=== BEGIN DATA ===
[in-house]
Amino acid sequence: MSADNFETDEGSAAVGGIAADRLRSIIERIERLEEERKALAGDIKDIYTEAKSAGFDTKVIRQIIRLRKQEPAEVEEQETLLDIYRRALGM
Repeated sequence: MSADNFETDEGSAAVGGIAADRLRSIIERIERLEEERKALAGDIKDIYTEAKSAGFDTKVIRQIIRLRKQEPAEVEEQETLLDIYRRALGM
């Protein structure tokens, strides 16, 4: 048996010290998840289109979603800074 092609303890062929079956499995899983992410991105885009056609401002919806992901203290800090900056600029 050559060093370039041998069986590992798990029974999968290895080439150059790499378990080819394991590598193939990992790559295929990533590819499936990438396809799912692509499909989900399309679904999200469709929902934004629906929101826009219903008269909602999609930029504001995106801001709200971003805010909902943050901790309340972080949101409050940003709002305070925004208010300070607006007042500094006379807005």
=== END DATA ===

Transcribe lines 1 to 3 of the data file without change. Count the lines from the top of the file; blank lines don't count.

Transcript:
[in-house]
Amino acid sequence: MSADNFETDEGSAAVGGIAADRLRSIIERIERLEEERKALAGDIKDIYTEAKSAGFDTKVIRQIIRLRKQEPAEVEEQETLLDIYRRALGM
Repeated sequence: MSADNFETDEGSAAVGGIAADRLRSIIERIERLEEERKALAGDIKDIYTEAKSAGFDTKVIRQIIRLRKQEPAEVEEQETLLDIYRRALGM